We've all heard about the importance of maintaining a healthy work-life balance, so it's incredible how few of us actually achieve the Holy Grail. Juggling priorities isn't easy, especially when they're changing all the time.
You probably want the perfect job and the perfect lifestyle but it's best to accept that the two may prove mutually exclusive. There are, however, several steps you can take in the right direction.
- Just say no – We all like to be diligent and well-respected but we also need to be realistic. Some tasks are essential and some are not. In the latter case, a polite refusal can lower stress and lower expectations. Looking over a colleague's work before it's submitted is probably a favor – not a requirement. Likewise, dropping your neighbors' kids off at school is a lovely thing to do – but less so if it's making you late for meetings. Don't feel guilty. Just try to be fair.
- Where does the time go? – Managing your time is just as important as managing others' expectations. Is the time you are dedicating to personal or professional tasks proportionate to their importance? If not, cut back. If two hours at the gym have little or no effect more than one, then don't force it. You're probably tiring yourself out - and this could adversely affect your work performance. Slice your life up sensibly!
- Take a flexible approach – Some of us are bound by our working hours but, for many, options are increasingly open. Ask your employer what's achievable for you. "Flexi" working time is a common way of ensuring that workers complete the tasks expected of them in the time expected of them – but not necessarily within hoursdictated to them. You may also have the opportunity to work from home if it's feasible. Don't be afraid to ask!
- Work is for the workplace – You should of course only work from home when you have to. There will inevitably be times when you need to respond to an issue outside of working hours. But just because you have a BlackBerry or work email access on your laptop, that doesn't mean you're duty-bound to stay surgically attached to either. Remember the rule about managing expectations. If you constantly behave as though you're on call, your employer is liable to treat you as though you are.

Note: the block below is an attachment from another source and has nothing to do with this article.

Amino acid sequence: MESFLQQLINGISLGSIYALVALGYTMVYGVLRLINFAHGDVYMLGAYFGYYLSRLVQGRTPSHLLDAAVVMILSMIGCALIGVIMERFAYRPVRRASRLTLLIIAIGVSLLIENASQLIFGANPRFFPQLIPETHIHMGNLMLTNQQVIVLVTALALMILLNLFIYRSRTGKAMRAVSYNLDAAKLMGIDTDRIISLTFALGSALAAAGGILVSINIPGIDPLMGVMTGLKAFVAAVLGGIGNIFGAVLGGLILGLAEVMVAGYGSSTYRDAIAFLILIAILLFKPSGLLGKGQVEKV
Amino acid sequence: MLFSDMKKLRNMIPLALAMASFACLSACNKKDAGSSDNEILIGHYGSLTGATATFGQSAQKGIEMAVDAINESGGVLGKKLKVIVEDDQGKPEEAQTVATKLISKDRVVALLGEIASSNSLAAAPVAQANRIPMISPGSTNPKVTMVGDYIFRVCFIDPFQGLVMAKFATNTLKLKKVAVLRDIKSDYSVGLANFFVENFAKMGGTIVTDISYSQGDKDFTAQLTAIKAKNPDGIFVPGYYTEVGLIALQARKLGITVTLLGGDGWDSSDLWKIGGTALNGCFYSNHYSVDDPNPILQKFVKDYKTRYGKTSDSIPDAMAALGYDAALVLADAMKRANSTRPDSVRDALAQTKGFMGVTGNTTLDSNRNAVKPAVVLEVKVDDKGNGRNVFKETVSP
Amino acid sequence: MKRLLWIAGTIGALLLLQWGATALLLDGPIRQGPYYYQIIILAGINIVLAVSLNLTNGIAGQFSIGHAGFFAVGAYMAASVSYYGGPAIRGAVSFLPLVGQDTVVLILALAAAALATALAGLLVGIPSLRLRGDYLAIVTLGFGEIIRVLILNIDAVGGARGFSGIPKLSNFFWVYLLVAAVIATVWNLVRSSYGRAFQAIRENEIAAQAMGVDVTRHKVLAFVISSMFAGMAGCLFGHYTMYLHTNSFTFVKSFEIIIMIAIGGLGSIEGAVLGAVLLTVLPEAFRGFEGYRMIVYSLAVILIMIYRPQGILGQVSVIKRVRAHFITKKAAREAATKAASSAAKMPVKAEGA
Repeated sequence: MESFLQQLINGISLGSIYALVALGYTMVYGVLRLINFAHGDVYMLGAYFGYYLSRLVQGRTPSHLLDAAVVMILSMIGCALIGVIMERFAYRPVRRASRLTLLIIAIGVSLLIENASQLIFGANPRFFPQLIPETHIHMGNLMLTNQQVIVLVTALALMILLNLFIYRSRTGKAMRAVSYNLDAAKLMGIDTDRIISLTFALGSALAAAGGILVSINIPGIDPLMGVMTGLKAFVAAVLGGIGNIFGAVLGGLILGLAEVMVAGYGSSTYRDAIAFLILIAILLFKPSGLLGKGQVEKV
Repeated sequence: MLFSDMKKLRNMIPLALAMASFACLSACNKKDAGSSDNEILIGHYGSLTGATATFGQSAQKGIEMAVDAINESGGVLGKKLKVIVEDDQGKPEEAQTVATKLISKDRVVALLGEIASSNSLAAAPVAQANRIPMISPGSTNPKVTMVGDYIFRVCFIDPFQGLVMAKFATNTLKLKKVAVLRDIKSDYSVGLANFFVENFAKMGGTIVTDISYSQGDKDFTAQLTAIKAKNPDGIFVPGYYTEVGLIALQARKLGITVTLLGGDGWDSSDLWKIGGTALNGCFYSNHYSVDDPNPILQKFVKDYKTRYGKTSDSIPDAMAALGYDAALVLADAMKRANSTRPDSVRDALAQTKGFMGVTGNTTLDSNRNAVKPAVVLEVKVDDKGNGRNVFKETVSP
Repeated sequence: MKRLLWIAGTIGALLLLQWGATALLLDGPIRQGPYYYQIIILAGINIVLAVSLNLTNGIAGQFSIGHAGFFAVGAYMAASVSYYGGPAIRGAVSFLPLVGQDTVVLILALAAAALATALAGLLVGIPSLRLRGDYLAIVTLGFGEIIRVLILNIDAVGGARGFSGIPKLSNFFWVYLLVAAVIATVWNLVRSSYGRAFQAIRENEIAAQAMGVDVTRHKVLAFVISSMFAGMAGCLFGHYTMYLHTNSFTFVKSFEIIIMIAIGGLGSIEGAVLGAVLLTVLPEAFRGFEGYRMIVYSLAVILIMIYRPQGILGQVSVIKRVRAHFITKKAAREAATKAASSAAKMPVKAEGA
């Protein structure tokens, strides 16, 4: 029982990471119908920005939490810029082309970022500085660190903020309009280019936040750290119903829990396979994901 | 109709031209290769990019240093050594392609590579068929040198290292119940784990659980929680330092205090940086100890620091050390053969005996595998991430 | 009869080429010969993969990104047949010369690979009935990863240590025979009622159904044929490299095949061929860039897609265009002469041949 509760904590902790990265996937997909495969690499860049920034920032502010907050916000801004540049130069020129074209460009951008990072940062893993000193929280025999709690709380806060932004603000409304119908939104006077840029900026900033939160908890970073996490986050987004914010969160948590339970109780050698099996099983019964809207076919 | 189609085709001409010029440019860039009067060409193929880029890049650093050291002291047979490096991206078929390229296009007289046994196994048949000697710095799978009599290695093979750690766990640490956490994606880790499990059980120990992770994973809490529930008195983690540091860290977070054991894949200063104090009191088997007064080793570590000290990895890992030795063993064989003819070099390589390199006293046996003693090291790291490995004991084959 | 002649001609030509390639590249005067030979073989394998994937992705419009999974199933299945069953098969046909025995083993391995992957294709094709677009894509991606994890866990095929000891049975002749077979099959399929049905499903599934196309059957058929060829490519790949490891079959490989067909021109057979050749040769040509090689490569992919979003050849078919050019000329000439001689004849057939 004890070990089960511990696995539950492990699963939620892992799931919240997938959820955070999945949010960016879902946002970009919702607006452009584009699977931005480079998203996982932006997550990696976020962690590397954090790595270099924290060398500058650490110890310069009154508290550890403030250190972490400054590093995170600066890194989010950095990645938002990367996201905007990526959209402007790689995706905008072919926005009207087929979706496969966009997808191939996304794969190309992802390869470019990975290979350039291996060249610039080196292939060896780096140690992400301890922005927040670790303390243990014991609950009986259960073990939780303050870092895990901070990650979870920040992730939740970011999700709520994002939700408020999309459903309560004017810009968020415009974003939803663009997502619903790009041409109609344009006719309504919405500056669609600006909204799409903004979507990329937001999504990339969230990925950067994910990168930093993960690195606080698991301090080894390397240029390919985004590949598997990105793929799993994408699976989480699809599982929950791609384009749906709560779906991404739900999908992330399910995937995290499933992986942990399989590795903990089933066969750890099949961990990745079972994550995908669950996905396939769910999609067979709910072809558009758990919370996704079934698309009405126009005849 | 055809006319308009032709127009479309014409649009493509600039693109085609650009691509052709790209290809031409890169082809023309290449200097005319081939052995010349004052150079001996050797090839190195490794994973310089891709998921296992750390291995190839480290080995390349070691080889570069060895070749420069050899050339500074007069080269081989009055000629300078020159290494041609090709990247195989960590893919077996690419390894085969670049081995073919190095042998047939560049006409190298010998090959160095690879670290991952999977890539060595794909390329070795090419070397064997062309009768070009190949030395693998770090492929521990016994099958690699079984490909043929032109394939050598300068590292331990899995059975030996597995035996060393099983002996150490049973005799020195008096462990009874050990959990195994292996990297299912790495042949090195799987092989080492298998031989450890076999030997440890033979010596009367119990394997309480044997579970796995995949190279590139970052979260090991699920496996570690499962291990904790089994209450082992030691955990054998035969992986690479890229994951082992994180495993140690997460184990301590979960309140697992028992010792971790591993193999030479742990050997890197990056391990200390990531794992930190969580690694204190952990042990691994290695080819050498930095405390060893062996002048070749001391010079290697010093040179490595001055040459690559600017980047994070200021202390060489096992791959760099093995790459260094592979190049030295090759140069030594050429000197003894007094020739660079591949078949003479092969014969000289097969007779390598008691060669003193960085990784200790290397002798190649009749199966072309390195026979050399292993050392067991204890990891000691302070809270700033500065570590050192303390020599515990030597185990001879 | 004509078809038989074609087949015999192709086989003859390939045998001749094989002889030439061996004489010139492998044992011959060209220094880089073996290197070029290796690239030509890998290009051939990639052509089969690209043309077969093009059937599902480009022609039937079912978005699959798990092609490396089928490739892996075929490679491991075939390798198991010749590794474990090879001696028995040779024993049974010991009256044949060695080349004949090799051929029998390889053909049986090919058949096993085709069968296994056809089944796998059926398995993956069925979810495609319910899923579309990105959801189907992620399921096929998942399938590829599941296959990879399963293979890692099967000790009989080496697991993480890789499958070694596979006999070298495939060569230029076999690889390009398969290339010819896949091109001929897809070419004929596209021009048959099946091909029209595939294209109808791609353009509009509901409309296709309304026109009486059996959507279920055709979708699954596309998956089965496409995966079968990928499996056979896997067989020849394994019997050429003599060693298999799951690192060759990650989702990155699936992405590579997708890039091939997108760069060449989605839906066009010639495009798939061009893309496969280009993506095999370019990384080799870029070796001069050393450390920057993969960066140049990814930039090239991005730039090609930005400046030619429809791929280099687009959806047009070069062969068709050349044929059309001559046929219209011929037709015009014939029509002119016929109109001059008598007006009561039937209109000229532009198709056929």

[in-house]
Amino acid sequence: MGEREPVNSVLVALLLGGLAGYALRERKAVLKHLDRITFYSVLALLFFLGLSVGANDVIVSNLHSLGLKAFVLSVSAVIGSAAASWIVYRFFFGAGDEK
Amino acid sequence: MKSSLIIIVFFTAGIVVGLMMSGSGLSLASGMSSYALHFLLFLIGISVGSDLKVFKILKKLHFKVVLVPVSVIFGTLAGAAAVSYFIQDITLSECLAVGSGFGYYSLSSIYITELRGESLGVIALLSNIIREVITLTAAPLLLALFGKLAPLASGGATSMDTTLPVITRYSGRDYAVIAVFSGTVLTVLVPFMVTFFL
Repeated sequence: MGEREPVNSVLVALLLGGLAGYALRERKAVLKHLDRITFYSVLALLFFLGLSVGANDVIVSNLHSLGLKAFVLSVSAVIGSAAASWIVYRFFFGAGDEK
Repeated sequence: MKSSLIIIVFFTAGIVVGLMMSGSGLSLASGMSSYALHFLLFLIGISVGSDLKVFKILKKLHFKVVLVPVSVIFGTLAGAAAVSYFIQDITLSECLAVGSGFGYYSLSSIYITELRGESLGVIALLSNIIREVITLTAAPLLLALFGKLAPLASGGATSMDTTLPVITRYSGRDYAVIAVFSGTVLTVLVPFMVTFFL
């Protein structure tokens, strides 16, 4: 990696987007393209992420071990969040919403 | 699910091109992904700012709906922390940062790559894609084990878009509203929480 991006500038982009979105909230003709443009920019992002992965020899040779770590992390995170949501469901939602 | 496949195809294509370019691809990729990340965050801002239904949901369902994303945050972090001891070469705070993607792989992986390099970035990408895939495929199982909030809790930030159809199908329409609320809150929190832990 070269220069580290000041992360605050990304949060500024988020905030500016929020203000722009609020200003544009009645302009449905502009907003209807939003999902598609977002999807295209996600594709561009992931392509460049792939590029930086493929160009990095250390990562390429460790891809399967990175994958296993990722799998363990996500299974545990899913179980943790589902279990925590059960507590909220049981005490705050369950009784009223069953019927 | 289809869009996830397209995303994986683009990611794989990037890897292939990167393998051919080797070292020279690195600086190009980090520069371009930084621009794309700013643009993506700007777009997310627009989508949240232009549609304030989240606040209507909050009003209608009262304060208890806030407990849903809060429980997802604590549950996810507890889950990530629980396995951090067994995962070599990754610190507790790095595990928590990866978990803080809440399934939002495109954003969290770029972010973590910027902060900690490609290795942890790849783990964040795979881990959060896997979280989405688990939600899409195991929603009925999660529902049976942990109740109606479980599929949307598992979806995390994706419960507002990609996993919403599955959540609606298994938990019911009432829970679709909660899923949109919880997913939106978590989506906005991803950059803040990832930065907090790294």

- You're not alone – Self-sufficiency is a great asset, but it isn't always healthy. You're allowed to ask favors of your friends and close colleagues; that's what they're there for. And if you're a manager – delegate. They may not say so, but your subordinates expect it. Think of all the time you'll free up if you just occasionally ask for help. Don't lean too heavily on others – but don't avoid asking in times of need. You can always pay them back in kind.
- Family matters – You may believe that the money you earn from your employer keeps your family afloat – but there's more to stability than salary. Make time for your family and stick to it. Allocating hours to your nearest and dearest can certainly seem clinical – but there's much more likelihood that you'll stick to your other commitments and avoid letting your partner and/or children down. If you know that a family occasion is etched in your diary, you have a far better chance of working around it.
- Use your holidays – Annual leave exists for a reason. You may think you're indispensible in your workplace, but the onus is on your employer to cope in your absence. Far too many people forgo the holidays available to them out of a sense of duty to those who pay their wage. But remember that your productivity is greatly increased by regular periods of rest – and your employer ought to encourage those!
- Look after yourself – Yes, holidays are invaluable times for rest and relaxation. But your work-life balance will benefit from strong mental and physical health throughout the rest of the year. So, stay active and stay engaged with activities you enjoy outside of the workplace. Also - never use the excuse that you've no time to cook or no time to eat. Make time! Your personal and your professional lives need nourishment. You'll feel better for it – and so will those you live and work with!
Eight rules may sound like a lot to adapt to. But even if you try to adopt one or two – you'll be paving the way to a life of greater happiness.